If the machines are permitted to make all their own decisions, we can’t make any conjectures as to the results, because it is impossible to guess how such machines might behave. We only point out that the fate of the human race would be at the mercy of the machines. It might be argued that the human race would never be foolish enough to hand over all the power to the machines. But we are suggesting neither that the human race would voluntarily turn power over to the machines nor that the machines would willfully seize power. What we do suggest is that the human race might easily permit itself to drift into a position of such dependence on the machines that it would have no practical choice but to accept all of the machines’ decisions. As society and the problems that face it become more and more complex and machines become more and more intelligent, people will let machines make more of their decisions for them, simply because machine-made decisions will bring better results than man-made ones. Eventually a stage may be reached at which the decisions necessary to keep the system running will be so complex that human beings will be incapable of making them intelligently. At that stage the machines will be in effective control. People won’t be able to just turn the machines off, because they will be so dependent on them that turning them off would amount to suicide.
On the other hand it is possible that human control over the machines may be retained. In that case the average man may have control over certain private machines of his own, such as his car or his personal computer, but control over large systems of machines will be in the hands of a tiny elite – just as it is today, but with two differences. Due to improved techniques the elite will have greater control over the masses; and because human work will no longer be necessary the masses will be superfluous, a useless burden on the system. If the elite is ruthless they may simply decide to exterminate the mass of humanity. If they are humane they may use propaganda or other psychological or biological techniques to reduce the birth rate until the mass of humanity becomes extinct, leaving the world to the elite. Or, if the elite consists of soft-hearted liberals, they may decide to play the role of good shepherds to the rest of the human race. They will see to it that everyone’s physical needs are satisfied, that all children are raised under psychologically hygienic conditions, that everyone has a wholesome hobby to keep him busy, and that anyone who may become dissatisfied undergoes “treatment” to cure his “problem.” Of course, life will be so purposeless that people will have to be biologically or psychologically engineered either to remove their need for the power process or make them “sublimate” their drive for power into some harmless hobby. These engineered human beings may be happy in such a society, but they will most certainly not be free. They will have been reduced to the status of domestic animals.”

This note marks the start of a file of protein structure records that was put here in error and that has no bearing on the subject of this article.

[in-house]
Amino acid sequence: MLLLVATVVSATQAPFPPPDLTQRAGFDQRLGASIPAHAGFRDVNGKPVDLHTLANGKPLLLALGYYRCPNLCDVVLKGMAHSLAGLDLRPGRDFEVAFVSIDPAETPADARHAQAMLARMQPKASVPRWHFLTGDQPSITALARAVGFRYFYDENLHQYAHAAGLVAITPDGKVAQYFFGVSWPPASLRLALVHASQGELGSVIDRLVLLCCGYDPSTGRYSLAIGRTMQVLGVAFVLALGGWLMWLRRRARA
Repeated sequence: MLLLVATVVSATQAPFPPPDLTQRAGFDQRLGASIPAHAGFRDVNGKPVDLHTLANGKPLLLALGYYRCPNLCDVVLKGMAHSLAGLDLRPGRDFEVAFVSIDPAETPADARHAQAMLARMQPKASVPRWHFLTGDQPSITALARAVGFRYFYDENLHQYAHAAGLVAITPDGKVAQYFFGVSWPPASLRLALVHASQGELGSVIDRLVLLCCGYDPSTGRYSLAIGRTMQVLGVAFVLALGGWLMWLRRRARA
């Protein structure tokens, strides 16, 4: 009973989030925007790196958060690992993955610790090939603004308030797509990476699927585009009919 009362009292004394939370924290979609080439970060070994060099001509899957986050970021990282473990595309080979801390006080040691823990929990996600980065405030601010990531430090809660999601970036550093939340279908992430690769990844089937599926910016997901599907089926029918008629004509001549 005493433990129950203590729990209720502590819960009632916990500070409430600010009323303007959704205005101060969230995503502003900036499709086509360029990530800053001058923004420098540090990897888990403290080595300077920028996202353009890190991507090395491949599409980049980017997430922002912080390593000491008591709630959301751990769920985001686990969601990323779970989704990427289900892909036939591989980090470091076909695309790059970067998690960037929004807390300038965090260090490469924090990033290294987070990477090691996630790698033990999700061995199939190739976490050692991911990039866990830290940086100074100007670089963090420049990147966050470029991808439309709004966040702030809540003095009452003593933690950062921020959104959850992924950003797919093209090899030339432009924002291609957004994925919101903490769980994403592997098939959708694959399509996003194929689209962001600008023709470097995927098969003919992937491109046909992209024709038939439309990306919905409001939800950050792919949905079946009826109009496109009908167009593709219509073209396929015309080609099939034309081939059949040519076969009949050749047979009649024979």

From the Unabomber Manifesto, by Theodor Kaczynski
Joy did not in any way condone the actions of Kaczynski whose bombs had hit as close to home as gravely injuring his friend David Gelernter, but he could not dismiss the argument.
Joy goes on to cite Hans Moravec’s book Robot : Mere Machine to Transcendent Mind, which presented a future for humanity of being supplanted by the intelligent technologies they have created. Moravec is a robotics technology expert who founded the robotics research program at Carnegie Mellon University.
Moravec speculated that eventually, and sooner than we all think, robotic technology will guide its own design and production. He believed our main job in this century would be to ensure the cooperation of these intelligent machines.
This is the end of part 1 of a five part series of posts on AI. Next week I will take up the terms Artificial and Unnatural and argue that they are not a useful way to think about technological progression. Subscribe here so you don’t miss it.